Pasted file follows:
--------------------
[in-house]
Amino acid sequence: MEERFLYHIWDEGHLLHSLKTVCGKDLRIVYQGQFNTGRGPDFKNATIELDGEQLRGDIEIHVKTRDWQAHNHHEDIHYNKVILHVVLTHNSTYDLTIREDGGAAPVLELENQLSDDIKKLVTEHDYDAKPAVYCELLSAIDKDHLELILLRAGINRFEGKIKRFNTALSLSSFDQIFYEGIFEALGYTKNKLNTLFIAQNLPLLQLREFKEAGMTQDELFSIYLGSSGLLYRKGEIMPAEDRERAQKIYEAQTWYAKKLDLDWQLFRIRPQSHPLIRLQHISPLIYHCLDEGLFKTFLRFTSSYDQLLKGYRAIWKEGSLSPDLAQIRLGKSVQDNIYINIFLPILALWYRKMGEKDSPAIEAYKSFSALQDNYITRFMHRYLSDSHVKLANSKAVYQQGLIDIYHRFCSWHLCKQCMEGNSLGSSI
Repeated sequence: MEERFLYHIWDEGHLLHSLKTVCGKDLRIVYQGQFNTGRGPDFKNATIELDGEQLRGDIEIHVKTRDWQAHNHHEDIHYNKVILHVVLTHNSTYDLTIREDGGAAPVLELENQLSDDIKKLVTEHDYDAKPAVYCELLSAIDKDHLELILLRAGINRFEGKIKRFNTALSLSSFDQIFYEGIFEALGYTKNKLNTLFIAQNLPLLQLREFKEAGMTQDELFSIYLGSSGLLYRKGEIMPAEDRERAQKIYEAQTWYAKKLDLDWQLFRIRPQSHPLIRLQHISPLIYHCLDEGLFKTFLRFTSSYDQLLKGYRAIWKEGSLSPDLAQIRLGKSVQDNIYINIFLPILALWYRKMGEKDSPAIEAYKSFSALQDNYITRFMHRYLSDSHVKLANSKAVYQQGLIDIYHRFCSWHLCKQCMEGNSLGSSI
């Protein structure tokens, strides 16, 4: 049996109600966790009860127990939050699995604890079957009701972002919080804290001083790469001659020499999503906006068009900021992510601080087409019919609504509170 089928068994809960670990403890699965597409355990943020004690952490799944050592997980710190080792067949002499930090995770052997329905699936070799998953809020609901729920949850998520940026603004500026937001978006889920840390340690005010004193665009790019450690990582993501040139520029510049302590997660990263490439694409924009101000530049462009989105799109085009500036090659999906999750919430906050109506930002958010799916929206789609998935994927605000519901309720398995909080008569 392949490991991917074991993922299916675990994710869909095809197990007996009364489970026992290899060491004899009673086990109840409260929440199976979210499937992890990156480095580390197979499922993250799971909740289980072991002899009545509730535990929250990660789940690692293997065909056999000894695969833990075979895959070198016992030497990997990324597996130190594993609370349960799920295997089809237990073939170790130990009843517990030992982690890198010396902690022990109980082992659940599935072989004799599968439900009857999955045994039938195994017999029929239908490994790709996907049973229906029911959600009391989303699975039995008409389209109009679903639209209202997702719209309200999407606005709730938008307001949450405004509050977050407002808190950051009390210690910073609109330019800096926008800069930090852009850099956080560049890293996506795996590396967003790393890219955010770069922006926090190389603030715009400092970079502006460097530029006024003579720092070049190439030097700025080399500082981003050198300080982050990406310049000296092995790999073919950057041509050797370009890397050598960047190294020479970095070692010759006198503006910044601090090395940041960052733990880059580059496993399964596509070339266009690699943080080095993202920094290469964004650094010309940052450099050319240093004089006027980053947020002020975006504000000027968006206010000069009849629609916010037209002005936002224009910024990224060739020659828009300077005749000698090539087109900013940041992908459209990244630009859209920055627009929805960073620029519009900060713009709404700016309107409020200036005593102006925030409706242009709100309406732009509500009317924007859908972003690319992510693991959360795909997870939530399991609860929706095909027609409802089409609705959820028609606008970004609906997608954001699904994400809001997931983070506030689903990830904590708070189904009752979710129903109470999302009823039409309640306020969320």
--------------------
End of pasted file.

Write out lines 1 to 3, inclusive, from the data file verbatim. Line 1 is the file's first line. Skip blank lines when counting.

[in-house]
Amino acid sequence: MEERFLYHIWDEGHLLHSLKTVCGKDLRIVYQGQFNTGRGPDFKNATIELDGEQLRGDIEIHVKTRDWQAHNHHEDIHYNKVILHVVLTHNSTYDLTIREDGGAAPVLELENQLSDDIKKLVTEHDYDAKPAVYCELLSAIDKDHLELILLRAGINRFEGKIKRFNTALSLSSFDQIFYEGIFEALGYTKNKLNTLFIAQNLPLLQLREFKEAGMTQDELFSIYLGSSGLLYRKGEIMPAEDRERAQKIYEAQTWYAKKLDLDWQLFRIRPQSHPLIRLQHISPLIYHCLDEGLFKTFLRFTSSYDQLLKGYRAIWKEGSLSPDLAQIRLGKSVQDNIYINIFLPILALWYRKMGEKDSPAIEAYKSFSALQDNYITRFMHRYLSDSHVKLANSKAVYQQGLIDIYHRFCSWHLCKQCMEGNSLGSSI
Repeated sequence: MEERFLYHIWDEGHLLHSLKTVCGKDLRIVYQGQFNTGRGPDFKNATIELDGEQLRGDIEIHVKTRDWQAHNHHEDIHYNKVILHVVLTHNSTYDLTIREDGGAAPVLELENQLSDDIKKLVTEHDYDAKPAVYCELLSAIDKDHLELILLRAGINRFEGKIKRFNTALSLSSFDQIFYEGIFEALGYTKNKLNTLFIAQNLPLLQLREFKEAGMTQDELFSIYLGSSGLLYRKGEIMPAEDRERAQKIYEAQTWYAKKLDLDWQLFRIRPQSHPLIRLQHISPLIYHCLDEGLFKTFLRFTSSYDQLLKGYRAIWKEGSLSPDLAQIRLGKSVQDNIYINIFLPILALWYRKMGEKDSPAIEAYKSFSALQDNYITRFMHRYLSDSHVKLANSKAVYQQGLIDIYHRFCSWHLCKQCMEGNSLGSSI